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Cover image for The lost treasure of Tuckernuck
The lost treasure of Tuckernuck
1st ed.
Publication Information:
New York : Katherine Tegen Books/HarperCollins, c2012.
Physical Description:
283 p. : ill. ; 22 cm.
Reading Level:
630 L Lexile
"Sixth graders Laurie and Bud attempt to solve an eighty-year-old mystery at their historic school before the building is torn down to make way for a MegaMart"--


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This laugh-out-loud novel by Emily Fairlie is a fresh take on the classic mystery caper. It's perfect for fans of From the Mixed-Up Files of Mrs. Basil E. Frankweiler, Chasing Vermeer, The Westing Game, and the Mysterious Benedict Society books.

Using a unique blend of notes, lists, and classic prose, The Lost Treasure of Tuckernuck tells the story of Bud and Laurie's quest to find the infamous Tutweiler Treasure. They're hot (or at least lukewarm) on the trail of scavenger hunt clues, but time is running out--the school board wants to tear down Tuckernuck Hall. Can Bud and Laurie find the treasure before it's lost forever?

Readers can enjoy solving puzzles along with the characters, and teachers will appreciate references to famous artists and architects such as Pablo Picasso and Frank Lloyd Wright. There is something for everyone in this treasure trove of wry wit, thrilling adventure, and undeniable heart!

Reviews 4

School Library Journal Review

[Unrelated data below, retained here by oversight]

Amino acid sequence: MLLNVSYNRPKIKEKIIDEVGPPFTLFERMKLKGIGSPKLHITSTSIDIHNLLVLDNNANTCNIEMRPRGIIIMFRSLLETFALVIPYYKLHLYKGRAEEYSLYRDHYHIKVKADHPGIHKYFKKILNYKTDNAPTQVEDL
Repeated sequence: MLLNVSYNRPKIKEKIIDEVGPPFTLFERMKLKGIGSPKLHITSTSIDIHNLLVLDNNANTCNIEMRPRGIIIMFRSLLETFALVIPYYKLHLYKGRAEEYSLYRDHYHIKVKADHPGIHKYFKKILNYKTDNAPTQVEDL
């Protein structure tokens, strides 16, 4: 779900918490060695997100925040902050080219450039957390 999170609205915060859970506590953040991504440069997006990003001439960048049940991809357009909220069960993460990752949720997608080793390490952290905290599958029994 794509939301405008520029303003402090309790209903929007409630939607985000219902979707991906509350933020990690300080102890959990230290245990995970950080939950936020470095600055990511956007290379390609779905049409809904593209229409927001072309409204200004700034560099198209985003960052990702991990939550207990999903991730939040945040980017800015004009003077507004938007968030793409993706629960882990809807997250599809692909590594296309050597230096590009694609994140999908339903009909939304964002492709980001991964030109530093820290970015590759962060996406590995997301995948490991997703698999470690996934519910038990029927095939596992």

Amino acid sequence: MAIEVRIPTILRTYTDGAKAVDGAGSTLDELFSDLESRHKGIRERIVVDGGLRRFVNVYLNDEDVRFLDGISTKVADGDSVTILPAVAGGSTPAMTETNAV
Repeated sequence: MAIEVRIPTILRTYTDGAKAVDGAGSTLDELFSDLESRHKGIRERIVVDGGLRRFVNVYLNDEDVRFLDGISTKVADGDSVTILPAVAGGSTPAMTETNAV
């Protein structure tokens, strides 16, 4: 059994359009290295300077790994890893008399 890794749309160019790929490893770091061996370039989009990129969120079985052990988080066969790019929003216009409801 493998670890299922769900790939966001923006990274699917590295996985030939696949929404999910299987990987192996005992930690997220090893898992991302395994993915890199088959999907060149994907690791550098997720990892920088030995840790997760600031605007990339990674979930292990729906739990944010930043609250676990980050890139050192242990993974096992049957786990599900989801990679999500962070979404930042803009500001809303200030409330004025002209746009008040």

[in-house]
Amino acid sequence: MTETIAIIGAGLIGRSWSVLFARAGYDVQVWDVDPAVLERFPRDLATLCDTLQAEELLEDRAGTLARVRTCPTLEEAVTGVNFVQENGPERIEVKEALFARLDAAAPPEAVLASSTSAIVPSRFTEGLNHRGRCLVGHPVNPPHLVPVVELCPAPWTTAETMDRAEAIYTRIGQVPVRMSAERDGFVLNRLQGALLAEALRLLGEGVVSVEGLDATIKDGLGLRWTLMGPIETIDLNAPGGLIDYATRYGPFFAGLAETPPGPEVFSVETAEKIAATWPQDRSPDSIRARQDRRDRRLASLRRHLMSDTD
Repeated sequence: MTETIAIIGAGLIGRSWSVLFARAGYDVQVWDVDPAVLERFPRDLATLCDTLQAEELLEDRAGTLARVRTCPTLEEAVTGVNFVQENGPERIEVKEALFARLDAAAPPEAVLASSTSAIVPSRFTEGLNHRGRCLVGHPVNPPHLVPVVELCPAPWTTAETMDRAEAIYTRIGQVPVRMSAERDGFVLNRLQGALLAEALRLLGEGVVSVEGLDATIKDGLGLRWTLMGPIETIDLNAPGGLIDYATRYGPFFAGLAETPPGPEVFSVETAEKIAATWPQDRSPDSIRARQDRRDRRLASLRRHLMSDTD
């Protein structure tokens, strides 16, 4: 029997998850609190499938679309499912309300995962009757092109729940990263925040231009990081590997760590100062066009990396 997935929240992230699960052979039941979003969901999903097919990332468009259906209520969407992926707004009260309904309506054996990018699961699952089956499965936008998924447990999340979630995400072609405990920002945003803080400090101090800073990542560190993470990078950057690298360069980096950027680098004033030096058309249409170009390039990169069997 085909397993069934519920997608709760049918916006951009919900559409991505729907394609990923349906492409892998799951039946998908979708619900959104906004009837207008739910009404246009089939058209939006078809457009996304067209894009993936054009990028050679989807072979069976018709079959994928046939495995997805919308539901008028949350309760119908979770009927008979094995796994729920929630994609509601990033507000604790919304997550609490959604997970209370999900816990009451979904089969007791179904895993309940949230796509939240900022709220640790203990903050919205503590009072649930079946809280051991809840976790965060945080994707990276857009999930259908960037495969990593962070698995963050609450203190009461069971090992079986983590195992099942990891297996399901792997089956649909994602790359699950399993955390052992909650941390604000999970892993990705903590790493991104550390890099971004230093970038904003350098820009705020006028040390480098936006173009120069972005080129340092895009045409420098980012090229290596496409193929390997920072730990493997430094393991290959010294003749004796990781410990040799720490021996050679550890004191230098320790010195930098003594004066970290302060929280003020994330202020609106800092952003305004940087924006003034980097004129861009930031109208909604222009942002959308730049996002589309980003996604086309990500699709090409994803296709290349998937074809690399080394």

Gr 4-6-Sixth-grader Laurie is miserable. Her parents have enrolled her in their alma mater, Tuckernuck Hall, which is falling apart and is about to be torn down by a vengeful school board. On top of that, her unfortunate classroom assignment is gerbil duty with the school social outcast, Bud, and everyone has to wear humiliating chicken hats for school assemblies. Laurie wants to transfer to Hamilton to be with her best friend, Kimmy, but her parents are fiercely loyal to the school and are convinced that the building has historical value and shouldn't be destroyed. Laurie distracts herself with decoding the puzzle the founder of the school created 80 years before. No one knows what the promised treasure is and no one's been able to unravel the clues. She ends up on a wild scavenger hunt with Bud, tracking down old items that hold famous poems, odd clues, and random letters leading them back to a chicken painting that began it all. But Hilda the chicken is not what she appears to be. Interspersed throughout the text are lists by Laurie and other classmates as well as email from school administrators, which give readers a window into what is happening behind the scenes. Bud and Laurie are well-developed characters, and the plot is fast paced and often funny. Readers are kept guessing about the treasure until the very end. A great read for fans of mystery or puzzles.-Clare A. Dombrowski, Amesbury Public Library, MA (c) Copyright 2012. Library Journals LLC, a wholly owned subsidiary of Media Source, Inc. No redistribution permitted.